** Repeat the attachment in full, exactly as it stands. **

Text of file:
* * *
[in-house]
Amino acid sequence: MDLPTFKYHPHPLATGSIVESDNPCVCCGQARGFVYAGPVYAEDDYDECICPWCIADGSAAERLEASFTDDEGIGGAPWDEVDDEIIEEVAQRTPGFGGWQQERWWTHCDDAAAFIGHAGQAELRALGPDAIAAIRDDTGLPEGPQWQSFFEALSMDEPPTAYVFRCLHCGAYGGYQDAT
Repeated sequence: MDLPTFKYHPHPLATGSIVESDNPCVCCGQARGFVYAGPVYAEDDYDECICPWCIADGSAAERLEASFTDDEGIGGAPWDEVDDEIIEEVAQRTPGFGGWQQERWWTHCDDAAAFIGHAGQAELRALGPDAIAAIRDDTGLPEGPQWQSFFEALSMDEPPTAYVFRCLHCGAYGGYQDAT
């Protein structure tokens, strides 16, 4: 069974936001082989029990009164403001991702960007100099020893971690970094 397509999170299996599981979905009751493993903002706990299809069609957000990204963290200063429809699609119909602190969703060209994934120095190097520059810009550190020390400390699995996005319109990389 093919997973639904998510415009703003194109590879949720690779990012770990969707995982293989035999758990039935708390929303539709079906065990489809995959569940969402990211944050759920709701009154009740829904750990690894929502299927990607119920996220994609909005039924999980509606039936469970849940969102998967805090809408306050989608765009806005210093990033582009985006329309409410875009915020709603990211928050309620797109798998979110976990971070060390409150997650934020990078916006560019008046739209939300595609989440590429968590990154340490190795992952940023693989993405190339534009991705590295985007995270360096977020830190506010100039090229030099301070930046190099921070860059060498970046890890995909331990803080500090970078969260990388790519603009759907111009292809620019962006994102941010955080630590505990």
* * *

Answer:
[in-house]
Amino acid sequence: MDLPTFKYHPHPLATGSIVESDNPCVCCGQARGFVYAGPVYAEDDYDECICPWCIADGSAAERLEASFTDDEGIGGAPWDEVDDEIIEEVAQRTPGFGGWQQERWWTHCDDAAAFIGHAGQAELRALGPDAIAAIRDDTGLPEGPQWQSFFEALSMDEPPTAYVFRCLHCGAYGGYQDAT
Repeated sequence: MDLPTFKYHPHPLATGSIVESDNPCVCCGQARGFVYAGPVYAEDDYDECICPWCIADGSAAERLEASFTDDEGIGGAPWDEVDDEIIEEVAQRTPGFGGWQQERWWTHCDDAAAFIGHAGQAELRALGPDAIAAIRDDTGLPEGPQWQSFFEALSMDEPPTAYVFRCLHCGAYGGYQDAT
């Protein structure tokens, strides 16, 4: 069974936001082989029990009164403001991702960007100099020893971690970094 397509999170299996599981979905009751493993903002706990299809069609957000990204963290200063429809699609119909602190969703060209994934120095190097520059810009550190020390400390699995996005319109990389 093919997973639904998510415009703003194109590879949720690779990012770990969707995982293989035999758990039935708390929303539709079906065990489809995959569940969402990211944050759920709701009154009740829904750990690894929502299927990607119920996220994609909005039924999980509606039936469970849940969102998967805090809408306050989608765009806005210093990033582009985006329309409410875009915020709603990211928050309620797109798998979110976990971070060390409150997650934020990078916006560019008046739209939300595609989440590429968590990154340490190795992952940023693989993405190339534009991705590295985007995270360096977020830190506010100039090229030099301070930046190099921070860059060498970046890890995909331990803080500090970078969260990388790519603009759907111009292809620019962006994102941010955080630590505990």